Snowbirds and U.S. Tax

Retired elderly senior couple outside riding a motorcycle together smiling happily enjoying retirement

We’re getting to that time of the year where Canadian Snowbirds are starting to contemplate their winter exodus down to the southern U.S.

While most people may only go for a week or two, there are many retirees that stay for extended periods of time; there are also many who have invested in property down south given their extended stay throughout the winter months.

Buying U.S, property and staying for extended periods can have some significant tax consequences for those that are not familiar with the often complicated US immigration and tax rules.

Each jurisdiction and every elected official is searching for new tax revenue, with the United States leading the way on this globally. They also do not want to upset their residents or voters, so non-voting foreign owners of domestic property are a key component of this strategy.

Therefore Snowbirds, Canadians owning real estate in the U.S. southern states are prime candidates as payers of increasing taxes.

Since the rules are complicated, and this group is often concerned about making an error (or conversely looking for loopholes), it is vital to stay informed now more than ever.

At some point your property will be sold freeing up investable capital, or transferred to the next generation. In both cases this may be an opportunity to have meaningful conversations with your wealth advisory team.

To be free of filing any IRS forms or having to file a U.S. tax return, three conditions must be met. You:

Do not earn any U.S. source income (interest, dividends, capital gains, rent) AND

  • Do not be physically present in US more than 182 days AND
  • Score less than 182 on the Substantial Presence Test
  • To calculate the score add together
  • The number of days spent in the U.S. in the current tax year
  • One-third of the days from the prior tax year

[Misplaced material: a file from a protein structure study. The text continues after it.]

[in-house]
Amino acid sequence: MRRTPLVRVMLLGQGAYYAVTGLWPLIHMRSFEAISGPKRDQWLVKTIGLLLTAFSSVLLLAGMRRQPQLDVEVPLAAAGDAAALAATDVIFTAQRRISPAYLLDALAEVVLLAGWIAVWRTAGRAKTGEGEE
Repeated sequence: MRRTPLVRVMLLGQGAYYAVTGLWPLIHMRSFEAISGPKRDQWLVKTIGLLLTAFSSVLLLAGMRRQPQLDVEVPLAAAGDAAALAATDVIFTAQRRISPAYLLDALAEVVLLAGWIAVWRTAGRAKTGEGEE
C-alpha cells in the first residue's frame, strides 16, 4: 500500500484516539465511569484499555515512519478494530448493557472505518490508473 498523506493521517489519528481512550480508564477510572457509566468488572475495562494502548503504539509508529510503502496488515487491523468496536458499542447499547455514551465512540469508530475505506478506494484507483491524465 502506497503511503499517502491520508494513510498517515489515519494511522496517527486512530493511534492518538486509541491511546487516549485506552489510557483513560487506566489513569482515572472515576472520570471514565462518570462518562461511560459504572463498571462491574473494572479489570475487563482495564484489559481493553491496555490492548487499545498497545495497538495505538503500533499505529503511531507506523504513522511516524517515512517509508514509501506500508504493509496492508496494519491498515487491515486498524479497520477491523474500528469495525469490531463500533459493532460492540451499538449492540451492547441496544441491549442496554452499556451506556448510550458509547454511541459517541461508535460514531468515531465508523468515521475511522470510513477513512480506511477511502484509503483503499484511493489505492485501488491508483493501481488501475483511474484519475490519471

• One-sixth of the days of the year prior to that
  • Example – Days in the US in 2014 = 140, 2013 = 93, 2012 = 120
  • 140 + 93/3 + 120/6 = 124 + 31 + 20 = 175

Again, all three of these conditions must be met.

A very important definition is “day”. The IRS counts any time spent during a calendar day, as a full day. If you cross into the U.S. at 11:55 pm, and return at 12:05 the next day, only 10 minutes later, the IRS considers this to be 2 days.

These calculations are further complicated by the fact that the IRS follows the calendar year, and typically snowbirds stay 6-8 weeks in one year and then another 8 weeks in January and February.

And the IRS includes all of your visits throughout the year, not just for the winter holiday. Daytrips for shopping or sporting events, for example, are also included.

You may want to keep a small journal in your car, and write down the date, time and occupants for each time you enter and exit the United States. Currently, a credible journal is sufficient proof for the IRS.

You should be aware that the U.S. Immigration and Naturalization Service (INS) shares massive data files with the IRS, and the Canadian Border Service (CBS) shares data with the U.S. federal government.

At some point, they will be writing computer code, to flag travellers, if they haven’t already done so.

Key Factors to Know:

  • Canadians who earn any U.S. source income must file a US tax return, 1040NR (non-resident)
  • When you sell their U.S. property the buyer is required to withhold 10% of the purchase price and send it to the IRS if the seller (you) are foreign to the U.S.
  • Filing a 8288-B can reduce the withholding amount down to the anticipated tax amount even if the tax is zero
  • To file an 8288-B, a tax identification number (TIN) like a U.S. Social Security Number is needed, so apply for one a year in advance of when they might decide to sell since both the TIN and 8288-B are time consuming applications and there isn’t time for both, typically
  • The buyer’s lawyer will ensure this happens, because if it doesn’t the IRS will require the buyer or the buyer’s lawyer to provide the 10% to them.
  • If a Canadian stays in the U.S. for 183 days or more they will have to file a full return or a non-resident return
  • If your Substantial Presence Score is 183 or higher file an 8840 form to prove that you have a “closer connection” to Canada, since a person can only have one home country at a time.

Bottom Line

Changes like this happen all the time. Ensure you are kept up to date by staying in touch with your advisory team.

All examples are for illustrative purposes only and are not intended to provide individual financial, investment, tax, legal or accounting advice. This material is for general information and is subject to change without notice. Every effort has been made to compile this material from a reliable source. However, we cannot guarantee that information will be accurate, complete and current at all times. Before acting on any of the above, please make sure to see a financial professional for advice based on your personal circumstances.

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